SOMETHING TO THINK ABOUT: Little buddy
I made a new friend this week. He is just over three feet tall and full of life. We hung out together for more than an hour during Sunday School as we read a book, sang a praise song and even built a craft together. It was fun and enlightening.
During one of the group activities, he sat beside me. I noticed he kept peeking at me. The curiosity was killing him. Finally he reached up and touched the hair on my chin. He must have been wondering if it were real considering the absence of hair on my head. “You have hair on your chin,” he said as he giggled and turned away.
A few minutes passed. I was looking straight ahead as his curiosity got the best of him. He grinned and said, “You have hair in your nose.” It was all I could do to keep from bursting out in laughter.
Not considering the three cups of coffee I had consumed, I leaned over and whispered in his ear, “We better be quiet or the teacher might get upset with us.” He pulled me close, turned my head away and whispered in my ear, “Your breath stinks.” I nearly fell out of my chair. Like a schoolboy with a bad case of the giggles, I struggled to maintain my composure. His brutal honesty was alarming, hilarious and refreshing all at the same time.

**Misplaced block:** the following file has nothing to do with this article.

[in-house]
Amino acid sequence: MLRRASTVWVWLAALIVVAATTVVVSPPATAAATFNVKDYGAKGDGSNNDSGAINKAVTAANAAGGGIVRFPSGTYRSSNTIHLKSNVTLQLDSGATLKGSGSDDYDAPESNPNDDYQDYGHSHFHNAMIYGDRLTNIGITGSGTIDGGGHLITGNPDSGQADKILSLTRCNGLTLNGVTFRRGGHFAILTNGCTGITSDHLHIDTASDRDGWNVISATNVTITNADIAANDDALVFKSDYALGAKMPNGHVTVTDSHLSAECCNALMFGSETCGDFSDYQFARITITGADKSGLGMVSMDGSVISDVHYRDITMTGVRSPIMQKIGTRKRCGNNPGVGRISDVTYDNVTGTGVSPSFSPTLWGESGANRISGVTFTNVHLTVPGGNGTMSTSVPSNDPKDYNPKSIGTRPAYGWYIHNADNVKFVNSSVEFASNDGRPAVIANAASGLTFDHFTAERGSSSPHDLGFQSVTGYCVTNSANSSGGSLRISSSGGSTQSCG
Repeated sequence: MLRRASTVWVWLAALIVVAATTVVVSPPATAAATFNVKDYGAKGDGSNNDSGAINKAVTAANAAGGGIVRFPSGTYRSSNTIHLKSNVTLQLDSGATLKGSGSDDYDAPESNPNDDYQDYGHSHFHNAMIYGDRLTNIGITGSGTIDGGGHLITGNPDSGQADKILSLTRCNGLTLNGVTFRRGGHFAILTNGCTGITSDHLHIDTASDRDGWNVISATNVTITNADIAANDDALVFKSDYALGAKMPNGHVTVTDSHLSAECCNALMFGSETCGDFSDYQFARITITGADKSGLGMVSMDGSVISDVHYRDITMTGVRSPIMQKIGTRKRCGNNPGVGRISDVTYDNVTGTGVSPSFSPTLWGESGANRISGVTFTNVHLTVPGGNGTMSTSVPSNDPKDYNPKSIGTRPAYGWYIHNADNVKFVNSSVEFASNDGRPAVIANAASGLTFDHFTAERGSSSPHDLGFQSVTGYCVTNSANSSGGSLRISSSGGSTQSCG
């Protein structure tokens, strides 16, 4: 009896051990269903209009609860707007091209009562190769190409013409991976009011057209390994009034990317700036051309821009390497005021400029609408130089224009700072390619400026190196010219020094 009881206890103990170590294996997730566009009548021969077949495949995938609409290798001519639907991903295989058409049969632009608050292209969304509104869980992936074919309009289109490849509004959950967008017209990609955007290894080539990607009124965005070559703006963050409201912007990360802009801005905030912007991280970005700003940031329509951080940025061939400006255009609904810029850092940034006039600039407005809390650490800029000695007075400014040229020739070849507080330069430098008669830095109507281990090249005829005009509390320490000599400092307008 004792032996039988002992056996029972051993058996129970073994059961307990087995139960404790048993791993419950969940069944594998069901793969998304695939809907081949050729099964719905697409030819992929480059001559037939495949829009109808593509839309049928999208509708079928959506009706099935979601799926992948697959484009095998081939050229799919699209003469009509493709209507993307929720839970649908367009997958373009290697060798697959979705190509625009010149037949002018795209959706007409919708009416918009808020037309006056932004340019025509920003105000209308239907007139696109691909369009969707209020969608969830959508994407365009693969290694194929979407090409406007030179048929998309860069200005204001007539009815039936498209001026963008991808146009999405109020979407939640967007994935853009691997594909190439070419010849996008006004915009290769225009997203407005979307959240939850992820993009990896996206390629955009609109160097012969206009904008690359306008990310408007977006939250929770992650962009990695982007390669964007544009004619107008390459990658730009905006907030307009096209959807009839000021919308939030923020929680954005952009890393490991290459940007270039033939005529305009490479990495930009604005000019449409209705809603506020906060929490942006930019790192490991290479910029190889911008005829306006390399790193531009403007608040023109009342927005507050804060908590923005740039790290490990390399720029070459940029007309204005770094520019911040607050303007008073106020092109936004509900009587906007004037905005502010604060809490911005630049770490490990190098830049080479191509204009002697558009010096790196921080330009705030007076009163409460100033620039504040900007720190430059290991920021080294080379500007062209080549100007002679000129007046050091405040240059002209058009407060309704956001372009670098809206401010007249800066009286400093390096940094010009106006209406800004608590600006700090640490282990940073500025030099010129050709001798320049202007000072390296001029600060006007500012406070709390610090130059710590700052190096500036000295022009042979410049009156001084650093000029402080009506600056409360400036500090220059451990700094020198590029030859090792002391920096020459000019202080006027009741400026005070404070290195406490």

My little buddy had dared to venture where few adults rarely go. Did he realize the profoundness and maturity from which he operated? Did he realize the level of transparency and honesty required to speak so freely? And to think he did it with such innocence and grace.
I never questioned his intentions. I wasn’t offended. I never even considered a cunning comeback. Unlike many adults, this kid had mastered the principles of Ephesians 4:15, the Christ-like ability to speak the truth in love. I not only accepted his rebuke, I was grateful for it.
Somewhere between first grade and our first real job, despite our book learning and social skills development, we lose our ability to relate with each other in openness and honesty. We learn diplomacy and confuse tolerance with truth. Rather than risk going deeper, our relationships survive in shallow and meaningless chatter.
Instead of opening our lives to valuable, life-changing critique, we construct coping mechanisms that desensitize us to our need for improvement. Seeing no change, those who do risk speaking the truth in love grow weary and give up on us. In the end, we are left to ourselves to rot in a pool of self-pity and mediocrity. We never become half the people we were meant to be because we alienate ourselves from clues to improve.
Who is your little buddy? Do you have someone who will speak the truth to you in love? Age has little to do with it. You can survive without a little buddy. But if you do, you better carry a roll of breath mints. You’re going to need them.